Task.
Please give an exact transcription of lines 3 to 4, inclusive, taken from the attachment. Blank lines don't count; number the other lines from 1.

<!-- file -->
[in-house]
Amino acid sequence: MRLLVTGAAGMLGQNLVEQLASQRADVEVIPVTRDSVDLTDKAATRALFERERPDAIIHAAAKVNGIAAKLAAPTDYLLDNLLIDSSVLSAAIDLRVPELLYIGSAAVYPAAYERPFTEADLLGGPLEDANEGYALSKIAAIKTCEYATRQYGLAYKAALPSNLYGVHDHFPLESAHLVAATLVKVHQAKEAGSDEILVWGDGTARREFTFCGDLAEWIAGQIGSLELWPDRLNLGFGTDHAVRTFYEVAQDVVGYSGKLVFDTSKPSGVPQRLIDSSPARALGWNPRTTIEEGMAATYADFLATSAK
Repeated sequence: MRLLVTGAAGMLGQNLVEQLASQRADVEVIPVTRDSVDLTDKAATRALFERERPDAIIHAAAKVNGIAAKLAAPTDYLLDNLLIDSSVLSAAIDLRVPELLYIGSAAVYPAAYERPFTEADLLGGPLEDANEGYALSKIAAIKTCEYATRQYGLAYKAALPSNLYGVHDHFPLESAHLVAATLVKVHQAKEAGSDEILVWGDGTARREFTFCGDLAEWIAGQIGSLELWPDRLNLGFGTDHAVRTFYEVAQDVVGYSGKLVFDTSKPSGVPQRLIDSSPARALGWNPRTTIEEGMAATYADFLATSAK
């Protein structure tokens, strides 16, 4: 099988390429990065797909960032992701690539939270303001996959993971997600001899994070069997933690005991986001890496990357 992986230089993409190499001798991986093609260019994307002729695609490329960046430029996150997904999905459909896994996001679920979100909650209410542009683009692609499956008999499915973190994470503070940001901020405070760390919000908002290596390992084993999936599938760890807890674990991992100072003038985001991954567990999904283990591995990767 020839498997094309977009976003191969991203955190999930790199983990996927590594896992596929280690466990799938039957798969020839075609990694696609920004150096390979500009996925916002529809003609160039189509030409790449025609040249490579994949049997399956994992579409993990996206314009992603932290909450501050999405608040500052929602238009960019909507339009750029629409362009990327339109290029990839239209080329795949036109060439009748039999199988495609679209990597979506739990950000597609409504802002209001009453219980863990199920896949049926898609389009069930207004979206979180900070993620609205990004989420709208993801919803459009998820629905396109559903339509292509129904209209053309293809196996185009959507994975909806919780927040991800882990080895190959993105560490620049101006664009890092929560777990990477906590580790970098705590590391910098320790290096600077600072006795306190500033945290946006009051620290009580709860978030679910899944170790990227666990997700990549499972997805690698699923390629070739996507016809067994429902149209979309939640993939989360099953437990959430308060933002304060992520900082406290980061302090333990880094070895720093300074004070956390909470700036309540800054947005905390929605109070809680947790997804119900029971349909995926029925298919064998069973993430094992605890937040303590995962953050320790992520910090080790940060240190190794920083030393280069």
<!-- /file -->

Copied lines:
Repeated sequence: MRLLVTGAAGMLGQNLVEQLASQRADVEVIPVTRDSVDLTDKAATRALFERERPDAIIHAAAKVNGIAAKLAAPTDYLLDNLLIDSSVLSAAIDLRVPELLYIGSAAVYPAAYERPFTEADLLGGPLEDANEGYALSKIAAIKTCEYATRQYGLAYKAALPSNLYGVHDHFPLESAHLVAATLVKVHQAKEAGSDEILVWGDGTARREFTFCGDLAEWIAGQIGSLELWPDRLNLGFGTDHAVRTFYEVAQDVVGYSGKLVFDTSKPSGVPQRLIDSSPARALGWNPRTTIEEGMAATYADFLATSAK
């Protein structure tokens, strides 16, 4: 099988390429990065797909960032992701690539939270303001996959993971997600001899994070069997933690005991986001890496990357 992986230089993409190499001798991986093609260019994307002729695609490329960046430029996150997904999905459909896994996001679920979100909650209410542009683009692609499956008999499915973190994470503070940001901020405070760390919000908002290596390992084993999936599938760890807890674990991992100072003038985001991954567990999904283990591995990767 020839498997094309977009976003191969991203955190999930790199983990996927590594896992596929280690466990799938039957798969020839075609990694696609920004150096390979500009996925916002529809003609160039189509030409790449025609040249490579994949049997399956994992579409993990996206314009992603932290909450501050999405608040500052929602238009960019909507339009750029629409362009990327339109290029990839239209080329795949036109060439009748039999199988495609679209990597979506739990950000597609409504802002209001009453219980863990199920896949049926898609389009069930207004979206979180900070993620609205990004989420709208993801919803459009998820629905396109559903339509292509129904209209053309293809196996185009959507994975909806919780927040991800882990080895190959993105560490620049101006664009890092929560777990990477906590580790970098705590590391910098320790290096600077600072006795306190500033945290946006009051620290009580709860978030679910899944170790990227666990997700990549499972997805690698699923390629070739996507016809067994429902149209979309939640993939989360099953437990959430308060933002304060992520900082406290980061302090333990880094070895720093300074004070956390909470700036309540800054947005905390929605109070809680947790997804119900029971349909995926029925298919064998069973993430094992605890937040303590995962953050320790992520910090080790940060240190190794920083030393280069």